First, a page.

Chief executive Andy Jassy rose to power within Amazon by turning its cloud computing business into a massive profit center. Now he’s planning to slash 9,000 jobs at Amazon Web Services and other units, pointing to an “uncertain economy,” as the company’s growth cools.
Given the “uncertain economy in which we reside, and the uncertainty that exists in the near future, we have chosen to be more streamlined in our costs and headcount,” Jassy said in a note sent to employees and published online.
The Seattle company boomed during the early days of the coronavirus pandemic, when consumers leaned into online ordering. But growth has waned for Amazon and fellow tech giants Facebook, Google and Microsoft, which have all announced massive layoffs in the past several months. (Amazon founder Jeff Bezos owns The Washington Post.)
Amazon’s cloud business is still growing — it climbed 20 percent last quarter — but at a slower pace, in part because its business customers are looking for ways to save money.
“Starting back in the middle of the third quarter of 2022, we saw our year-over-year growth rates slow as enterprises of all sizes evaluated ways to optimize their cloud spending in response to the tough macroeconomic conditions,” Amazon Chief Financial Officer Brian Olsavsky said on the company’s earnings call in February.
It’s a significant reversal for an industry that some had perceived as “recession-proof.” But others say the companies grew too big, too fast and needed to rein in spending. The layoffs also have hit start-ups and smaller firms, and funding has been less accessible as the sector struggles.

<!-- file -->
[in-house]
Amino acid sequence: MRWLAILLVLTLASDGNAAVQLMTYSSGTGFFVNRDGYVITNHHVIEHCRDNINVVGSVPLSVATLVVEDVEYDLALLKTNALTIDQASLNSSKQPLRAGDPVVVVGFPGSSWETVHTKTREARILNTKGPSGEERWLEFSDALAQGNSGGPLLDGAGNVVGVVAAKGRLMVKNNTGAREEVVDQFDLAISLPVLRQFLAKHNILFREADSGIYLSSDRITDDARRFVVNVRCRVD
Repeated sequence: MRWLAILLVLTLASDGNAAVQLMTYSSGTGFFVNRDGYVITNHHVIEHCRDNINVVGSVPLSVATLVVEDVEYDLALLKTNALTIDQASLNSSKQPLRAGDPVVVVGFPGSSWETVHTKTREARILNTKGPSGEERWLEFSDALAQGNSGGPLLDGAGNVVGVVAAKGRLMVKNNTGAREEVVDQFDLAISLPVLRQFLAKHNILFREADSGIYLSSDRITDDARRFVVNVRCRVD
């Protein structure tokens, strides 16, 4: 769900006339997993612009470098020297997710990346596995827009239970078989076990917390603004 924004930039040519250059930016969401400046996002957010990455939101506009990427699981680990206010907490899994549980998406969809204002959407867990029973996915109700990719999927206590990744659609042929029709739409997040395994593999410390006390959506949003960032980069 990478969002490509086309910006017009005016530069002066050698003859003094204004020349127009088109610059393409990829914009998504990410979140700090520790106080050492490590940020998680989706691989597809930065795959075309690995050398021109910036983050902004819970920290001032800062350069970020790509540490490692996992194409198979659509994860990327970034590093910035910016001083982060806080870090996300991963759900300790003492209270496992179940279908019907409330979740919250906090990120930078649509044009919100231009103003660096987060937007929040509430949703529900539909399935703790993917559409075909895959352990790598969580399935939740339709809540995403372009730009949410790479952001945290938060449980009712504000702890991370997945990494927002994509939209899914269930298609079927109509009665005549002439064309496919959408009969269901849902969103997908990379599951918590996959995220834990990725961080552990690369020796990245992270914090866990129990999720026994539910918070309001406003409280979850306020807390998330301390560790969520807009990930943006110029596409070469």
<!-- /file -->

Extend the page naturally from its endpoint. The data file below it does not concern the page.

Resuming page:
The tech world was dealt another blow this month when its namesake financial institution, Silicon Valley Bank, collapsed and was taken over by regulators after it said it would need to sell shares to raise money and panicked customers caused a bank run.
The new layoffs will also hit Amazon’s advertising unit, as well as the video game streaming business Twitch and other corporate divisions.
Last week, Twitch co-founder Emmett Shear said he would step down as CEO, passing the reins to company president Dan Clancy. In a blog post Monday, Clancy announced that Twitch would lay off “just over” 400 people.
Most of Amazon’s 1.5 million employees work in its warehouses, but it had more than 330,000 corporate and tech employees worldwide before it started cutting tens of thousands of white-collar workers.
Amazon has pulled back in other areas as well — earlier this month, it announced it was pausing construction on its much-anticipated second headquarters in Arlington, Va.; it has also closed, canceled or delayed dozens of other development projects across the country.
The company recently introduced a return-to-office edict, which frustrated thousands of employees who joined an internal Slack group to protest the decision.
Jassy said the latest cuts were determined after divisions decided on their priorities and outlined investments for the next year in an annual planning process.
“Some may ask why we didn’t announce these role reductions with the ones we announced a couple months ago,” he wrote in an announcement Monday. “The short answer is that not all of the teams were done with their analyses in the late fall; and rather than rush through these assessments without the appropriate diligence, we chose to share these decisions as we’ve made them so people had the information as soon as possible.”
Teams are still making decisions about which exact roles will be cut, he wrote, and laid-off workers will be notified after that process finishes in mid- or late April.
Amazon shares fell more than 1.2 percent on Monday, closing at $97.71, on a day the major U.S. indexes moved higher. It has a market cap north of $1 trillion.